|LETTER TO EDITOR
|Year : 2018 | Volume
| Issue : 4 | Page : 307
The “SMART” rationale for an integrated curriculum
Department of Physiology, Government Medical College, Bhavnagar, Gujarat, India
|Date of Web Publication||14-Nov-2018|
Department of Physiology, Government Medical College, Bhavnagar, Gujarat
Source of Support: None, Conflict of Interest: None
|How to cite this article:|
Paralikar S. The “SMART” rationale for an integrated curriculum. CHRISMED J Health Res 2018;5:307
Integrated learning is an effective and well-established strategy, also advocated by the Medical Council of India. Integration is defined as follows: “The organization of teaching matter to interrelate or unify subjects frequently taught in separate academic courses or departments.”
Following are the “SMART” rationale for an integrated curriculum [Figure 1]:
- S-Ensuring synchrony across the curriculum
- A doctor needs to seamlessly integrate the basic sciences knowledge into the treatment and care of patients. It is necessary to have synchrony among the different disciplines
M-Making learning “meaningful” and “motivating” medical students
- According to the principles of adult learning, adults not only need to know why they need to learn a particular topic, but they also learn better, if they have to apply the knowledge immediately. An integrated curriculum (either “vertical” or “spiral”) caters to this objective, ensuring that learning is “meaningful” for a medical student. Early clinical exposure in the preclinical years fosters a sense of being “doctors” in novice medical students, which then “motivates” them to study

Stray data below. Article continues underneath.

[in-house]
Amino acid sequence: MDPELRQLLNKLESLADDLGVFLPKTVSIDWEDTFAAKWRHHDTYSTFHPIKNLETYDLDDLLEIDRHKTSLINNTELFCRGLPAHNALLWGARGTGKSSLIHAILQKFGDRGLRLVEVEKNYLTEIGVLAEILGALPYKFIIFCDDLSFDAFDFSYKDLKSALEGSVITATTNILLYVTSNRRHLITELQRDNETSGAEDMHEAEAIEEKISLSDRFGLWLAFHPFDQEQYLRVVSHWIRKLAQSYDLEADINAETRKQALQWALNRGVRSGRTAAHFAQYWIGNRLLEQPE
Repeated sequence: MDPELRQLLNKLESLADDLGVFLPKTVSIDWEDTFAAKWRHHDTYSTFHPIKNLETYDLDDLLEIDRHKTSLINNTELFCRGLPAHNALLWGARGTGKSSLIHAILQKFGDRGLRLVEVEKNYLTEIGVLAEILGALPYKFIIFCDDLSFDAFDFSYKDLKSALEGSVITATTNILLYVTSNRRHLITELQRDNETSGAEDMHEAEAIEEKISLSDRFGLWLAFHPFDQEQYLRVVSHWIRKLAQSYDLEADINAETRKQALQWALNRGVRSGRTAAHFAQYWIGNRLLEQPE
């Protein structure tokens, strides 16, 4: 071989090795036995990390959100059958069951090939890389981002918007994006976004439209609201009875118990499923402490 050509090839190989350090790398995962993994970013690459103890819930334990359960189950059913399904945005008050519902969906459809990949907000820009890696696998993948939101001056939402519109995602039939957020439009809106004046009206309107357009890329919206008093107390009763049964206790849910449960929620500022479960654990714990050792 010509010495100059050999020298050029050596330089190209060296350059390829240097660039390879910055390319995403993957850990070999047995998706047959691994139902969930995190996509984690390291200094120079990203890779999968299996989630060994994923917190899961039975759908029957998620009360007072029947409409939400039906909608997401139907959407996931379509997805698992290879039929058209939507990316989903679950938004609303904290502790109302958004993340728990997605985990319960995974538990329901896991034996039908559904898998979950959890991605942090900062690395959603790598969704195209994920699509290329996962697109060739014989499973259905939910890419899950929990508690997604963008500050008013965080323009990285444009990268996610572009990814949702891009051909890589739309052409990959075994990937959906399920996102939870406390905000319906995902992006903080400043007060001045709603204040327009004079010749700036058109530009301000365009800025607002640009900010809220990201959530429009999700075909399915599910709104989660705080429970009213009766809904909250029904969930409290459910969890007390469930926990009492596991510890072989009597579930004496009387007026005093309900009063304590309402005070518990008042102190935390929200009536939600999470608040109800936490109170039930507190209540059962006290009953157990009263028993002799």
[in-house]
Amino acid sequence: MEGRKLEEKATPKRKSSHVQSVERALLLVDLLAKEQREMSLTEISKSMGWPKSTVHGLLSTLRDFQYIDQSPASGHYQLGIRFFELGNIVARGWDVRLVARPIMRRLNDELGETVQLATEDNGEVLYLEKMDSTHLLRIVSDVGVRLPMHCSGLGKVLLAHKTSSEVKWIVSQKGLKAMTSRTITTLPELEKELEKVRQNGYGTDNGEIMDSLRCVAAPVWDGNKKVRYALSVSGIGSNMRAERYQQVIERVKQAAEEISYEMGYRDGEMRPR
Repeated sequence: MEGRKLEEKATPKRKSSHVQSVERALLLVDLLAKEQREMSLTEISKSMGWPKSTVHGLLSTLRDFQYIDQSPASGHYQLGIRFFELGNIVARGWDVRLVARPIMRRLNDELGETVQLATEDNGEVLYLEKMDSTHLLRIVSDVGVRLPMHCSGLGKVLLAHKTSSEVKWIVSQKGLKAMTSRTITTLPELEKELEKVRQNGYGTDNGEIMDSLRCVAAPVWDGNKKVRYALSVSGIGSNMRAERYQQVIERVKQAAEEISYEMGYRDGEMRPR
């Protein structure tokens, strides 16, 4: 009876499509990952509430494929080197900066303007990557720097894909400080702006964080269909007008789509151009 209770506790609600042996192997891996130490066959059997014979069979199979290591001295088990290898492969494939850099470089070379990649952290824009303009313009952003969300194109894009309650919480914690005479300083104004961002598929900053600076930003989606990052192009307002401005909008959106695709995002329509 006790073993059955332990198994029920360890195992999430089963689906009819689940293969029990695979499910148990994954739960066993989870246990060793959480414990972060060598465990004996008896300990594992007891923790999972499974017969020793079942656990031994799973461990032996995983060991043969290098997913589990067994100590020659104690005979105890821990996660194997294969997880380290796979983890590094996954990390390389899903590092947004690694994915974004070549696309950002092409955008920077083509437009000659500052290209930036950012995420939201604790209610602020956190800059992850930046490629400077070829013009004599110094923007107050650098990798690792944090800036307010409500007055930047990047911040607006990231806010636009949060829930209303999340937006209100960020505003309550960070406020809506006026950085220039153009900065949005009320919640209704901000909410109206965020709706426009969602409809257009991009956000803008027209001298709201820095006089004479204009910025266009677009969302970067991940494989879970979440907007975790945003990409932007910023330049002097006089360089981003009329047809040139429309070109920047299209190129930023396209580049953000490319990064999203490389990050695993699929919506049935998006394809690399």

- Now, there is enough evidence that active learning works. Active learning is based on the theory of “constructivism”, which is enshrined in educational psychology. Active learning has also been proposed by the pioneering medical educationist, Ronald Harden in his “Feedback, Active Learning, Individualized Learning, Relevant” principles. An integrated curriculum, by encouraging educational strategies which promote active learning, helps medical students learn better
- It is necessary to take the teaching of basic sciences from “bench to bedside”. This will make learning fun and interesting. Telling adults beforehand about when they are most likely to apply a topic, helps them learn it better. Thus, learning of basic sciences will be better
- At times, there is overlapping between two departments. For example, many topics which are adequately covered in physiology are also taught in biochemistry. By avoiding overlapping and eliminating redundant parts of the curriculum, precious time can be saved which will help enable the curriculum to be more focused on health needs.
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Conflicts of interest
There are no conflicts of interest.
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